2. Unlike drugs, the FDA isn’t legally responsible for making sure your cosmetics are safe (B). Cosmetics manufacturers are solely legally responsible for allegedly ensuring the safety and proper labeling of their own cosmetics.

  3. Cosmetics manufacturers aren’t always qualified and do not always ensure the safety of their products before they get onto your skin and into your body. If you use sunscreen, you may have been applying benzene (a carcinogen) to your skin for the last three years. In July 2021, Johnson & Johnson recalled specific Neutrogena and Aveeno Aerosol Sunscreen products, because they contained benzene, a carcinogen (C). This July, Edgewell Personal Care Company voluntarily recalled batches of their Banana Boat Hair and Scalp Sunscreen Spray SPF 30, because they, too, contained benzene. As Edgewell Personal Care Company states in its recall announcement, “Exposure to benzene can occur by inhalation, orally, and through the skin and it potentially can result in cancers including leukemia and blood cancer of the bone marrow and blood disorders which can be life threatening.” Learn more about the Edgewell recall here.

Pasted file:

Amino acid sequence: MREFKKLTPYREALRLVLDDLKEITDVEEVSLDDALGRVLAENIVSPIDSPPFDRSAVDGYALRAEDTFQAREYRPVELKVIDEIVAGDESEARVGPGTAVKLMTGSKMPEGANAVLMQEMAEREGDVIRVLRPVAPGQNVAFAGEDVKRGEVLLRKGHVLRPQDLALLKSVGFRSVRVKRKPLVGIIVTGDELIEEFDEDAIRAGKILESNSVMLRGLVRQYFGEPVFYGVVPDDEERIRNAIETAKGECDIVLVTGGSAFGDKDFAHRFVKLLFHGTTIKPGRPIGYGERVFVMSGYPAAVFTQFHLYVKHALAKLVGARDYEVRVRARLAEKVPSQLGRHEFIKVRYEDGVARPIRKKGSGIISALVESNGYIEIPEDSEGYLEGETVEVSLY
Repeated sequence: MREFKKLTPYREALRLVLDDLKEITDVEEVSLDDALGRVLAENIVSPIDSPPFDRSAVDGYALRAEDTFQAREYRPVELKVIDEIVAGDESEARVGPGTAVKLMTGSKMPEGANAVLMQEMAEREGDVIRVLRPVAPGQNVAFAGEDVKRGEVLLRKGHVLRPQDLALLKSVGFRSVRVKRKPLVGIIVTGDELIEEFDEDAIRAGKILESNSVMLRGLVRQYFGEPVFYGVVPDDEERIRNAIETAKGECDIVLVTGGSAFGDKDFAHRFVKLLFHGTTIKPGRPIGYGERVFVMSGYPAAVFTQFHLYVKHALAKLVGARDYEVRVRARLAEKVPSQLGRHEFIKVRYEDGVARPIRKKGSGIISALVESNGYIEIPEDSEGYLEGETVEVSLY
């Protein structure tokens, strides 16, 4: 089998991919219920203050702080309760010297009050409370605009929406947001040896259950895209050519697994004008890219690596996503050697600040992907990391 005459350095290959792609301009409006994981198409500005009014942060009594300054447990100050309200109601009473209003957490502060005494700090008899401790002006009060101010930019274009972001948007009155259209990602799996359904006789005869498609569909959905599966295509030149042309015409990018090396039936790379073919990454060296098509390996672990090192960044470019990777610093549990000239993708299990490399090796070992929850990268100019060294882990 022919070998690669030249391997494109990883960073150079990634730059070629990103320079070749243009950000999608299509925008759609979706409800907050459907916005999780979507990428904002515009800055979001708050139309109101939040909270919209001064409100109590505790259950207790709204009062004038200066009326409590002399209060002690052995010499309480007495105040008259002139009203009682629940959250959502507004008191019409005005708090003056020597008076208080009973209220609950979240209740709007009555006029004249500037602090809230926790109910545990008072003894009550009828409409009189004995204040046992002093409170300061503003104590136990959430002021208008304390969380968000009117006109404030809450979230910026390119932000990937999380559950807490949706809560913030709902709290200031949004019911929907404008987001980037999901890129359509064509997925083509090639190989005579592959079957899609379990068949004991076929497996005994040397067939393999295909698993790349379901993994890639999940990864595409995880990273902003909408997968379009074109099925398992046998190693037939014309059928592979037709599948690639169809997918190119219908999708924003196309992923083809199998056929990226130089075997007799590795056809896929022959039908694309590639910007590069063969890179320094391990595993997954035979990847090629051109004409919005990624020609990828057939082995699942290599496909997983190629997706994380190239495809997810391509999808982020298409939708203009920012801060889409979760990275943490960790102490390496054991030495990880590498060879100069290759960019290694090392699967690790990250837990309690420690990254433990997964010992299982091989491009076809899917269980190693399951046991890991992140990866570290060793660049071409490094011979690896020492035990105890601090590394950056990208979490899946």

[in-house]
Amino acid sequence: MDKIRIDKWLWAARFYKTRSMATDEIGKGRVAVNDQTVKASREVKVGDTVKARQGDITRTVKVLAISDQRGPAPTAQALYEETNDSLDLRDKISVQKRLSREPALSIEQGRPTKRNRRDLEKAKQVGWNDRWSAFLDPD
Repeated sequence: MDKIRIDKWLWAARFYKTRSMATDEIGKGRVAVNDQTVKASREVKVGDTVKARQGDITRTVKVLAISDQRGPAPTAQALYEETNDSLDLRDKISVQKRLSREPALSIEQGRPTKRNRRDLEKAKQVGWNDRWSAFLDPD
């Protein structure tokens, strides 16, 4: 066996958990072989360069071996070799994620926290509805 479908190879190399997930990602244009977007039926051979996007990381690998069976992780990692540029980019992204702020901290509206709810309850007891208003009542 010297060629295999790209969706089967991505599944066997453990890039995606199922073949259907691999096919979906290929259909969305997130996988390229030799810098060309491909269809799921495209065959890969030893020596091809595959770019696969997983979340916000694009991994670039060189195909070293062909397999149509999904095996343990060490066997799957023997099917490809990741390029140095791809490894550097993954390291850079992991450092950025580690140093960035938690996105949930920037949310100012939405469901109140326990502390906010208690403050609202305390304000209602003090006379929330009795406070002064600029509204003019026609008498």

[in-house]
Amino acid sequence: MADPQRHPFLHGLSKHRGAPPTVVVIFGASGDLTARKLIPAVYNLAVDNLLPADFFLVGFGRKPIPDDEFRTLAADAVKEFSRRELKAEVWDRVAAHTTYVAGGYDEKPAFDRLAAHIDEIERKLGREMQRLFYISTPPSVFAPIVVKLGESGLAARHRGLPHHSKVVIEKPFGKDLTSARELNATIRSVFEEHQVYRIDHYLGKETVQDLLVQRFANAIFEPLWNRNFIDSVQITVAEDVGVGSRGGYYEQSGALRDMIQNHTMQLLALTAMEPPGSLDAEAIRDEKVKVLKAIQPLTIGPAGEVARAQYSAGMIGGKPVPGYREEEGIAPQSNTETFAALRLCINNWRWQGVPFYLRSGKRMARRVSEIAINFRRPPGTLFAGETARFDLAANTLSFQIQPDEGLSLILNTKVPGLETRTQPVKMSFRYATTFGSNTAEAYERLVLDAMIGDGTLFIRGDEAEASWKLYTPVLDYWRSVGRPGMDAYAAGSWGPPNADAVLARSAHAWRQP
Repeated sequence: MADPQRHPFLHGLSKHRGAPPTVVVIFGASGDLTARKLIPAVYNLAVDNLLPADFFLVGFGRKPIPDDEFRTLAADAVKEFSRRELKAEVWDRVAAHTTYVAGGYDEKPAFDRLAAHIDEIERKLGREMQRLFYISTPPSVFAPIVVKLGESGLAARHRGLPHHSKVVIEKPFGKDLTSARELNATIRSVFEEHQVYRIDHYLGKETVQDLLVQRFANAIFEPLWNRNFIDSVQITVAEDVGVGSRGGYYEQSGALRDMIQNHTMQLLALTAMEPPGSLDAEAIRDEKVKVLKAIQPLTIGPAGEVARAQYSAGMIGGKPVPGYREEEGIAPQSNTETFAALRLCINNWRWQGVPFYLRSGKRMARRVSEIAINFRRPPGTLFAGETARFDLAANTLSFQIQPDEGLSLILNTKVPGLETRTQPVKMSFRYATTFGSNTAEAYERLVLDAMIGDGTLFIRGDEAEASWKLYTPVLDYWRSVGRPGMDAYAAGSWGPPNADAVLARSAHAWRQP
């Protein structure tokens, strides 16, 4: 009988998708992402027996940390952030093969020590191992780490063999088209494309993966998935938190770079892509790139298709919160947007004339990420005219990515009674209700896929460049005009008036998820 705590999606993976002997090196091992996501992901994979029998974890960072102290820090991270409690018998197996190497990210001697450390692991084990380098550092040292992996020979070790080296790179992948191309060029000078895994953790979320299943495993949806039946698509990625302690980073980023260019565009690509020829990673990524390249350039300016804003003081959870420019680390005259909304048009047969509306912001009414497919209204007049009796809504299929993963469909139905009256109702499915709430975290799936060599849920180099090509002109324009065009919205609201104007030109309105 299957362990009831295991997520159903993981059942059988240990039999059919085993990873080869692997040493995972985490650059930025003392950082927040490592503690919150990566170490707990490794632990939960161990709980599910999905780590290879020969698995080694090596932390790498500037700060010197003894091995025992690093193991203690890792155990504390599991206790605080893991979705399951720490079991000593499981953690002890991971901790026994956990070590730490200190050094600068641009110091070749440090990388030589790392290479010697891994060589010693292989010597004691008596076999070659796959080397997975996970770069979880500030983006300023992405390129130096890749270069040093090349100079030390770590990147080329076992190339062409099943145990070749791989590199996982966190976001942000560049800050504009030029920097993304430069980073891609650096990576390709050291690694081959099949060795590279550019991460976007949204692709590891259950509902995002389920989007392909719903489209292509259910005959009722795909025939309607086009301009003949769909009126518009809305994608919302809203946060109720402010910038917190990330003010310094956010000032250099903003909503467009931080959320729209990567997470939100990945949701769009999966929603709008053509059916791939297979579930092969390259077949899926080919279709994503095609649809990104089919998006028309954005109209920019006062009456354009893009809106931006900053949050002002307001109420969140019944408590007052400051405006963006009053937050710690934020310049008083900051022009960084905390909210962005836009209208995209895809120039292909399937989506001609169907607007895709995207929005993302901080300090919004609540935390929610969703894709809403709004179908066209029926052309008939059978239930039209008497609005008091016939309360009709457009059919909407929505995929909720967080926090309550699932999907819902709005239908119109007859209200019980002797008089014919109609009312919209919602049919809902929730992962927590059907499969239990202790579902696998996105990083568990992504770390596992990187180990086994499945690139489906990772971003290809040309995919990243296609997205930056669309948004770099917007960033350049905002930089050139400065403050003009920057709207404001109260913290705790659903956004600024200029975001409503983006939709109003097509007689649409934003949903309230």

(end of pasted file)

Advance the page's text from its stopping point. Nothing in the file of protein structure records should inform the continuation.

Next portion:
4. Manufacturers can legally sell drugs as cosmetics because the FDA defines drugs and cosmetics based on their intended, rather than their actual, effects on your body. Any cosmetics containing broad spectrum SPF 15 (including sunscreen) are legally both drugs and cosmetics, because their intended use is both to prevent skin cancer and make your skin look and feel nice. Most anti-aging products are marketed and sold as cosmetics, but are functionally drugs and cosmetics, or just drugs masquerading as cosmetics. As the FDA admits, “Firms sometimes violate the law by marketing a cosmetic with a drug claim or by marketing a drug as if it were a cosmetic, without adhering to requirements for drugs.”(D). Read more here.

  5. Most cosmetics are formulated to superficially and temporarily address a symptom, not the root cause. You must keep using the product to get relief. The cycle is addictive and destructive, a never-ending quest to look young and flawless, no matter what it takes, reinforced by the beauty industry and society at large. Read more here.

  6. The FDA cannot order a recall of a hazardous cosmetic, it can only request that the manufacturer recall the cosmetic and notify the public. Meanwhile, the hazardous cosmetic can continue to be legally sold (E). Read more here.


Skincare products are a subset of cosmetics. My next post will outline what factors to consider when choosing skincare products for healthy skin.

Questions? Please contact Rebecca (Bexi) Lobo at her website, Bexi’s Bespoke Revitalisation.


References

A. Skin microbiome

B. Cosmetics are FDA-regulated, not FDA-approved.

C. FDA recall of J&J sunscreens

D. FDA definitions of a drug vs. a cosmetic

E. FDA policy for recalling cosmetics